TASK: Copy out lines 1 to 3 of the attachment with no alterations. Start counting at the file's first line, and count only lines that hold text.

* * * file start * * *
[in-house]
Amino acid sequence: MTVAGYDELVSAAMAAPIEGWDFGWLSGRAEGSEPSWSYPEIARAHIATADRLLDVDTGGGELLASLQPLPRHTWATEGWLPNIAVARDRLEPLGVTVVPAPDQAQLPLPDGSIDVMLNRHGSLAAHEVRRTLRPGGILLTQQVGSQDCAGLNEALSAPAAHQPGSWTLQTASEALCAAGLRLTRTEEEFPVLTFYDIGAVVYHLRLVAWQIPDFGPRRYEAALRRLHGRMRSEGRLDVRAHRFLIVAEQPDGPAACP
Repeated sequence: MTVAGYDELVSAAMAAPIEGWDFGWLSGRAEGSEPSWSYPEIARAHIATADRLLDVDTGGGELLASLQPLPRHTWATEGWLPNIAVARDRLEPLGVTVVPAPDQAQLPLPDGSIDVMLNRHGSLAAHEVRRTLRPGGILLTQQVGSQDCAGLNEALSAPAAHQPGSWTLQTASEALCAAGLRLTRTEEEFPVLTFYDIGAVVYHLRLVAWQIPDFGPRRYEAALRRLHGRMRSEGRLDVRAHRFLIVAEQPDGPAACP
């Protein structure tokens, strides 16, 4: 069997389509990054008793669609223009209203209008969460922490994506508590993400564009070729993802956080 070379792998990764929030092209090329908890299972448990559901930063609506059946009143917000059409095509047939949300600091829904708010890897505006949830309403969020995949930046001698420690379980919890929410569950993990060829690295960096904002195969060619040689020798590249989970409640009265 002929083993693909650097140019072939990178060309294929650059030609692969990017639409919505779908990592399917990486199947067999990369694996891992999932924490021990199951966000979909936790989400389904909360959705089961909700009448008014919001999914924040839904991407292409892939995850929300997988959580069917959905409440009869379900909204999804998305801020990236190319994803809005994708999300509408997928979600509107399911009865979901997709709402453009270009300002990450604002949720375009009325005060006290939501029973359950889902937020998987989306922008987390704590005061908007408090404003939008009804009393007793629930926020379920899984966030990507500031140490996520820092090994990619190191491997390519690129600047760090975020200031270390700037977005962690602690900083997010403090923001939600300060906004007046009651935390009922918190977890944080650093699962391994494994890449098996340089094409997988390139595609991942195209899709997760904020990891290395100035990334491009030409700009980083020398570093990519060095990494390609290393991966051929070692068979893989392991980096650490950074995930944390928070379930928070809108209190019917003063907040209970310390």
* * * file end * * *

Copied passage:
[in-house]
Amino acid sequence: MTVAGYDELVSAAMAAPIEGWDFGWLSGRAEGSEPSWSYPEIARAHIATADRLLDVDTGGGELLASLQPLPRHTWATEGWLPNIAVARDRLEPLGVTVVPAPDQAQLPLPDGSIDVMLNRHGSLAAHEVRRTLRPGGILLTQQVGSQDCAGLNEALSAPAAHQPGSWTLQTASEALCAAGLRLTRTEEEFPVLTFYDIGAVVYHLRLVAWQIPDFGPRRYEAALRRLHGRMRSEGRLDVRAHRFLIVAEQPDGPAACP
Repeated sequence: MTVAGYDELVSAAMAAPIEGWDFGWLSGRAEGSEPSWSYPEIARAHIATADRLLDVDTGGGELLASLQPLPRHTWATEGWLPNIAVARDRLEPLGVTVVPAPDQAQLPLPDGSIDVMLNRHGSLAAHEVRRTLRPGGILLTQQVGSQDCAGLNEALSAPAAHQPGSWTLQTASEALCAAGLRLTRTEEEFPVLTFYDIGAVVYHLRLVAWQIPDFGPRRYEAALRRLHGRMRSEGRLDVRAHRFLIVAEQPDGPAACP